Though it may seem simple, the retail world is incredibly complex and multifaceted. There are a ton of things a business owner has to be aware of at all times when opening and operating his or her business. They need to be knowledgeable of local competition, to provide top-of-the-line customer service, and to offer competitive pricing. Pile that on with the everyday headaches of keeping the place going and you have yourself the perfect recipe for stress and burnout. While you can find plenty of articles telling you what you can do better as a retail professional, we’re going to go over a few all-too-common mistakes made in retail that are often overlooked and can make all the difference in the long run.
1. Responding too quickly to the market
Retail is a competitive sport. If you aren’t providing the best products at the lowest prices, someone down the street will. At the same time, it’s vital that you stay apprised of market trends and have the wherewithal to know when a price dip/surge is just a flash in the pan. It’s a fact that most retailers will respond to increased competition by lowering their prices. It’s also a fact that these tendencies often come back to bite them. When you create an unrealistic expectation for the customer, in this case a nominally low price for a product, they are going to expect the same (or better) the next time they come to you. These unrealistic expectations can lead to business closure faster than you could imagine. Fortunately, it’s not all up to your personal wisdom and market knowledge; there are plenty of price intelligence softwares to help.
2. Lack of creativity
The idiom “the cream rises to the top” applies to many things, retail included. Simply being a retail store with ‘x’ products isn’t enough to sustain your place in the community for the long haul. This is why retailers need to be creative! If you want people to continue visiting your business, you need to hook them with creative marketing strategies, branding, and even finding ways to involve your business in the community!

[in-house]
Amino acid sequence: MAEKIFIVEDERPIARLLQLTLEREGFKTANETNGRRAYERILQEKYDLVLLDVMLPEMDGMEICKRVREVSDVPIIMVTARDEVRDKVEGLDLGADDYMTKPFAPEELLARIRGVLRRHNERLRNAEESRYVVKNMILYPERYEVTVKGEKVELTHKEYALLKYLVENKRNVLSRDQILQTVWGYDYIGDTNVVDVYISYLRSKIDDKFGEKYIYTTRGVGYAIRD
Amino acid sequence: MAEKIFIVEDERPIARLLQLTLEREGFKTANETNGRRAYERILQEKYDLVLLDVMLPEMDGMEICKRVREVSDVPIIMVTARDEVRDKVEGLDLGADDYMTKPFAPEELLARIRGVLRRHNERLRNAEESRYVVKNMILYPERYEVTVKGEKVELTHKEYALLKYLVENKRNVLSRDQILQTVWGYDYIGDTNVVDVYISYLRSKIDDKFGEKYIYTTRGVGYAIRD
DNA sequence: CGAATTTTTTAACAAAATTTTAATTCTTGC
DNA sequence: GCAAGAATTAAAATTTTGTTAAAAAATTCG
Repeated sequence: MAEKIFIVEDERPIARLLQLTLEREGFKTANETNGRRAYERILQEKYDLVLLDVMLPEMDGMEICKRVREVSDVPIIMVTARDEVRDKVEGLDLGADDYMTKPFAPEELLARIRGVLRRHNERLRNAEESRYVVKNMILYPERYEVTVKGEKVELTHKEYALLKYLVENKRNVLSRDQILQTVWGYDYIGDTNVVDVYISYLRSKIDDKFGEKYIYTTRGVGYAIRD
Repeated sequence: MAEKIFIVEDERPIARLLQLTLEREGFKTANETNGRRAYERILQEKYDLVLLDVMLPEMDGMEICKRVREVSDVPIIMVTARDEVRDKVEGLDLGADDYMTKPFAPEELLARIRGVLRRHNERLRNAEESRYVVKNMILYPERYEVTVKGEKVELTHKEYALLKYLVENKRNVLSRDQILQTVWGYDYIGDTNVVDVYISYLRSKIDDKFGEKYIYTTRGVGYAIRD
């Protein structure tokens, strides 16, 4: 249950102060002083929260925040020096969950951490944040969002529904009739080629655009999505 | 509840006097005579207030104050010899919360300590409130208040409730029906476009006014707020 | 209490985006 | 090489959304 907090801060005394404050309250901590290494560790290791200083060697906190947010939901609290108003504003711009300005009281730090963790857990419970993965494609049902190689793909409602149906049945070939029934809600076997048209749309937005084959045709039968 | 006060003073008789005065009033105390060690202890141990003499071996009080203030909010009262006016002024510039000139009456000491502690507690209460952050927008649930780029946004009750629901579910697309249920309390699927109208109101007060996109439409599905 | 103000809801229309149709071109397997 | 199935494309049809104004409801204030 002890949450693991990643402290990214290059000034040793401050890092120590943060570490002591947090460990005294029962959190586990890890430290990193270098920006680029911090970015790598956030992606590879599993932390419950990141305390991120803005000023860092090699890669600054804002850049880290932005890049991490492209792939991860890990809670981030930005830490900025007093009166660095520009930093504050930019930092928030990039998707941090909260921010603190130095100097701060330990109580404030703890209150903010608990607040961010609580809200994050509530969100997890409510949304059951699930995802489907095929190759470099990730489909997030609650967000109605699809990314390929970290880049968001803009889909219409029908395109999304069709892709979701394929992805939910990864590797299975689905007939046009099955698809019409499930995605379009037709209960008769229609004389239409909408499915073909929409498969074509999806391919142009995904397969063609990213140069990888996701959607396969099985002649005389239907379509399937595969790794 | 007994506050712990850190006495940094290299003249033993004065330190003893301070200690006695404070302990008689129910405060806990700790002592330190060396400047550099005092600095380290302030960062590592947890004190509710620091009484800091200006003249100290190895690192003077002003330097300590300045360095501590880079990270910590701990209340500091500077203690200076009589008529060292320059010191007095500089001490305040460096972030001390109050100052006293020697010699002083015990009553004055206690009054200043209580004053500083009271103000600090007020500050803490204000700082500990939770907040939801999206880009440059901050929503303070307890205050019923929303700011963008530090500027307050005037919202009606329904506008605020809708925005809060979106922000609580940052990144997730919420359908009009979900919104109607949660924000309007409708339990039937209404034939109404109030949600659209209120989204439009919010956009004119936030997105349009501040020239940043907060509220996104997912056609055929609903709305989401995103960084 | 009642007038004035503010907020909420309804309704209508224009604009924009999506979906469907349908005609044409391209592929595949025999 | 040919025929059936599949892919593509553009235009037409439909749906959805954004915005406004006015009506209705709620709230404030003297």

3. Not using the latest tech
There’s a comfort of using the old paper ledger, time card, post-it note, and other antiquated models of maintaining business. But they’re not efficient! By transferring your workforce management over to a system (hint, hint, like ours), you’re saving yourself and your business ample time and money. Workforce management softwares allows you to create weekly schedules (and scheduled special events), log and distribute work hours and payroll, create checklists, and so much more. Stop wasting time on dated systems of record keeping that waste time and instead use that time to build up your business and its offerings!
4. Too Specific, Too Broad
Is it better to be a jack of all trades, or to have complete mastery of one thing? Lots of retail business owners open up their shops out of passion, meaning they are stocking their place with niche items. But is that suitable to their location? For instance, if you’re opening up a baseball shop and sell just mitts, are there enough baseball players to buy up all the mitts? It’s highly unlikely. This is why it’s important for retail owners to not be too specific, so as to have such a small offering that they become irrelevant for shoppers after a purchase or two, and at the same time not be too broad, to the point that shoppers are confused as to what type of products you’re offering.
Where to go from here…
Like we said at the beginning, the retail world is infinitely complex and there really is no one size fits all answer. There are, however, particular things that one shouldn’t do! Don’t react too quickly to market shifts, as they can play out poorly in the long run. Do develop a knowledge of your marketplace and the true value of your products (there are softwares to help you)! Don’t rely on age-old tactics to attract business. Do look for creative ways to approach and market your business to the community. Don’t use outdated and time consuming methods for running your business. Do start using a workforce management system and save time and money. Don’t be so specific in your niche that you are a one-hit wonder. Do approach all aspects of your market to keep customers coming back.
Any other major “no-no’s” we forgot? We’d love to learn about them! Shoot us an email at firstname.lastname@example.org!